Maybe one API or backend supports realtime updates, which can be modeled with a Stream-based API.

But if you're using pure REST (without websockets), you can only send a request and get a single response, which is best modeled with a Future-based API.

Dealing with this is quite easy: just use a stream-based API, and just return a stream with one value if you're using REST.


But sometimes there are broader API differences.

For example, Firestore supports transactions and batched writes. These kinds of APIs use the builder pattern under the hood, in a way that is not easily abstracted away behind a generic interface.

And if you migrate to a different backend, chances are that the new API will be considerably different. In other words, future-proofing your current APIs is often impractical and counter-productive.

Repositories scale horizontally

As your application grows, you may find yourself adding more and more methods to a given repository.

This is likely to happen if your backend has a large API surface, or if your app connects to many different data sources.

In this scenario, consider creating multiple repositories, keeping related methods together. For example, if you're building an eCommerce app, you could have separate repositories for product listings, shopping cart, orders management, authentication, checkout, etc.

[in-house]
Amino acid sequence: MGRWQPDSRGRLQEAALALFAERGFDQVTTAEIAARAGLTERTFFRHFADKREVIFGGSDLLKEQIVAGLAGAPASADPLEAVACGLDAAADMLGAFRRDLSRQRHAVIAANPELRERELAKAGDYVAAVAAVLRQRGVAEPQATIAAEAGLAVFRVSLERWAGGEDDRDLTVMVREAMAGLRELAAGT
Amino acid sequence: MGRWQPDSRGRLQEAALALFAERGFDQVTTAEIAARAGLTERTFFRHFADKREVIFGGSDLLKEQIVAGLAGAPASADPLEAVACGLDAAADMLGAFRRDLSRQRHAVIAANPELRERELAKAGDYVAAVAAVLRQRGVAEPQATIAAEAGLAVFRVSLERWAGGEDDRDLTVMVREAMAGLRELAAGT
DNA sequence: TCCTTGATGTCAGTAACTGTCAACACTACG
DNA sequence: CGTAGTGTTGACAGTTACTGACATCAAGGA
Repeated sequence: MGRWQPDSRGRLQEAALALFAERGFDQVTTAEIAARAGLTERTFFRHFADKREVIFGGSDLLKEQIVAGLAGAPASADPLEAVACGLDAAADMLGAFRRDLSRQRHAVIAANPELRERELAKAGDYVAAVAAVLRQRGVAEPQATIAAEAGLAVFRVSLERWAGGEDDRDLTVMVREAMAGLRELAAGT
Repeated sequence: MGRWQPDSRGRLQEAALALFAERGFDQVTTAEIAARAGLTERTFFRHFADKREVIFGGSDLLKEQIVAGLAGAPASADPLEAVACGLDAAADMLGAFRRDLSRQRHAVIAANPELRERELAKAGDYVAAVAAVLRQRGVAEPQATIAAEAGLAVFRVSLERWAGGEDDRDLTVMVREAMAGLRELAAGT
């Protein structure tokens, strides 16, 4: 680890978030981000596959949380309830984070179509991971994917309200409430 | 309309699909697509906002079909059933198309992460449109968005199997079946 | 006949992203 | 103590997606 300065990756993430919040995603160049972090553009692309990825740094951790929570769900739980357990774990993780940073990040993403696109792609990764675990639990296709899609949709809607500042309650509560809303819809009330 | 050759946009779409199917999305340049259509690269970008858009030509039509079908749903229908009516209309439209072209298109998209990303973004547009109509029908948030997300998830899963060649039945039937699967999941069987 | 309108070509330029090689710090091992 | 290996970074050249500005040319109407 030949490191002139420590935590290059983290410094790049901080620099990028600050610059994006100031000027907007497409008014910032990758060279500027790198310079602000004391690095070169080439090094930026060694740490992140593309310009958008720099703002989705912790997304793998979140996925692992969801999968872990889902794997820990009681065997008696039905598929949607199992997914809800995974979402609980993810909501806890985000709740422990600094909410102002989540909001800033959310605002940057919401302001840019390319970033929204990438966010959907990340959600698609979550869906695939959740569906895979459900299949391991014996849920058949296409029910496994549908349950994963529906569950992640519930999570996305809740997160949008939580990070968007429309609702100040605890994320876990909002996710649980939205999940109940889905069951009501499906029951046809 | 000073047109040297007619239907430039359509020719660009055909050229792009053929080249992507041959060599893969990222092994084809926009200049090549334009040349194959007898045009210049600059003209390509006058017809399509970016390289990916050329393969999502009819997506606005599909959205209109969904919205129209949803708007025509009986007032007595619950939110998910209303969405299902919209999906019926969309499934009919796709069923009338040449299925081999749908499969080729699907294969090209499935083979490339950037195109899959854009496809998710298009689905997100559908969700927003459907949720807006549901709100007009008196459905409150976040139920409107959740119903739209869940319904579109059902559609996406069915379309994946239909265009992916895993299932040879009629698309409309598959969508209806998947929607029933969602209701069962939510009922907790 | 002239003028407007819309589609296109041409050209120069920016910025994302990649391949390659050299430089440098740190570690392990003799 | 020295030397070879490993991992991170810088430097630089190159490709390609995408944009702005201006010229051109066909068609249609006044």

Keep it Simple

As usual, keeping things simple is always a good idea. So don't get too wound up overthinking your APIs.

You can model your repository's interface after the API that you need to use, and call it a day. You can always refactor later if needed. 👍

Conclusion

If there's one thing I'd like you to take away from this article, it would be this:

Use the repository pattern to hide away all the implementation details (e.g. JSON serialization) of your data layer. As a result, the rest of your app (domain and presentation layer) can deal directly with type-safe model classes/entities. And your codebase will also become more resilient to breaking changes in packages you depend on.

If anything, I hope this overview has encouraged you to think more clearly about app architecture and the importance of having separate presentation, application, domain, and data layers, with clear boundaries.